My principal purpose in writing the present article is to identify and describe several different styles and “sizes” of user-generated YouTube posts that foreground music and politics. In the virtual pages that follow I examine nine quite different online clips more or less directly associated with the 2012 U.S. presidential election. With one exception, these clips were posted to YouTube between February and November 2012. With the contents of these and a few other clips in mind, I suggest preliminary answers to these questions: (A) How do different kinds of politicized musical posts “work” in musical as well as political terms?; and (B) What similarities and differences exist between so-called “music videos” and politicized, user-generated YouTube clips that incorporate actual musical performances?
Question B is mostly addressed in the present article’s concluding pages. In attempting to answer question A, I encountered two problems. The first is that I cannot possibly discuss in adequate detail such important and closely related musical issues as “audience,” “authenticity,” “genre,” and “style.” However, I do mention these issues in terms of the clips I consider below. Second, attempting to place all nine clips into a smaller number of distinct and meaningful categories is difficult. It seems unnecessary to mention that some clips support Romney, some Obama, and some third-party candidates. Nor do distinct groups of YouTube clips employ their own kinds of materials associated with their own political messages. Clips posted on behalf of Romney and Paul appear more often to employ patriotic icons: flags, eagles, and so on. Thus, “The Best Man for the Job: Ron Paul!” presents Paul himself in front of an American flag. In “Barack Obama vs. Mitt Romney,” however, images of both candidates share the virtual spotlight with Abraham Lincoln and the eagle that carries him off. (The actor playing Romney does carry a flag for a few moments, but the message of the clip seems to be that flag-carrying may be an empty gesture.)
A method widely employed in online election clips of various kinds is bricolage. Defined decades ago by anthropologist and cultural historian Claude Lévi-Strauss as “the reworking of pre-existent material by using non-professional tools,” bricolage is associated with many—but not all—of the clips discussed below. The two “Douche and Turd” clips described below are reworked almost entirely from pre-existing TV material, but “They’ll Do Anything” seems at once non-professional and entirely self-made. “Obama! A Modern U.S. President,” on the other hand, employs bricolage within a highly professional and in many respects original production. For these reasons each YouTube clip is discussed more or less separately from every other.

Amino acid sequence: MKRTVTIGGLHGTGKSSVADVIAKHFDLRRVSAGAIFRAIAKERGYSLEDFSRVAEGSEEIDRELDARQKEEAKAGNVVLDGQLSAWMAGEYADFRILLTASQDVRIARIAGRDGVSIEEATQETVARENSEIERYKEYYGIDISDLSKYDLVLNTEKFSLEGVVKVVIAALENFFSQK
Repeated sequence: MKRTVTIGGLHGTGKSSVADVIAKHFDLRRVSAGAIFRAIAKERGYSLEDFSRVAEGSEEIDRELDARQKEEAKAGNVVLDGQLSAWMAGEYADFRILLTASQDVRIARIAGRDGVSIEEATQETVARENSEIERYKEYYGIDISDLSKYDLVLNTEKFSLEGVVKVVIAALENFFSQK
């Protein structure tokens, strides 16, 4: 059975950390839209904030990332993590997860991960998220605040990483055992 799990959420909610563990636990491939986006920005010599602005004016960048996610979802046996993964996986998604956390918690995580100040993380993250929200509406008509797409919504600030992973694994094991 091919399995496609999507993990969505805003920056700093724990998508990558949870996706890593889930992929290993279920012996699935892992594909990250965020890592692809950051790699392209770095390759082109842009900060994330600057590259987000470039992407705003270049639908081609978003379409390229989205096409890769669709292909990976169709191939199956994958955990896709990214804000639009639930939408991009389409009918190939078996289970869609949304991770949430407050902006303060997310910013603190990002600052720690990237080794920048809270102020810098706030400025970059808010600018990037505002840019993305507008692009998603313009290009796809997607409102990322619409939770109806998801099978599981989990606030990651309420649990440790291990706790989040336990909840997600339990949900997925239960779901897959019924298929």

Authenticity and “They’ll Do Anything”
Citizens upset by deceitful presidential candidates (or by other politicians, for that matter) may enjoy musicalized YouTube clips that question integrity and trustworthiness as aspects of the electoral process. Here the crucial musical issue would seem to be authenticity. The word “authentic” is difficult to define, because its meaning shifts from context to context. With considerable skill, musicologist Richard Peterson has proposed six culturally significant definitions of that concept. For Peterson, what is “authentic” is: (a) real rather than simulated; (b) genuine rather than faked; (c) original rather than copied; (d) well-made rather than kitschy or tasteless; (e) unchanged rather than altered; or (f) “credible in current context.” Of these definitions, the last is perhaps the most important where user-generated YouTube campaign music is concerned. Most of us, for instance, cannot easily determine whether a given candidate’s playlist is his own original compilation or a fake produced and publicized by his associates. What we can determine is whether someone else’s musical choices—genuine or faked, antique or current—seem credible, and whether they match our own.
Country music, the field Peterson has examined, is often considered “authentic” insofar as its origins, performers, and certain of its stylistic gestures are concerned. This is especially true of old-time or traditional, folk-like forms associated with the Appalachians as a geo-political region, or with African Americans as an influential ethnic minority. Because the Carter Family, Jimmie Rodgers, and Delta blues seem less commercialized than the more explicitly commodified products of the Nashville music machine, they possess a certain old-time appeal. Certainly they are “still being carried on today” in conjunction with political protests. An “ordinary” man or woman, black or white, singing a simple, home-made song in an untrained, regionally accented voice and accompanying him- or herself on an unamplified guitar or banjo may seem more forthright, trustworthy, and “American” than a symphony orchestra, a jazz band, or Bob Dylan after he “went electric” and left his “roots” behind him. For many listeners, even commercialized country music seems more “sincere”—which is to say, credible in their own cultural contexts—than anything “arty” or “refined.”
A good example of a recent politicized YouTube post that embodies most of these musical attitudes and tropes is “They’ll Do Anything” by Michael McRae (see Screen Capture 3). Obama’s first-term election intensified the split between so-called conservatives and liberals, and by 2012 a considerable number of voters were questioning the trustworthiness and decency of both parties’ presidential candidates. McRae’s post also reminds us that opposition to politics of any and every kind has been a preoccupation of many Americans for decades. His YouTube page asks us to remember Will Rogers’ response “when asked if he would consider running for public office? Rogers said ‘No. It would ruin me for honest work.’”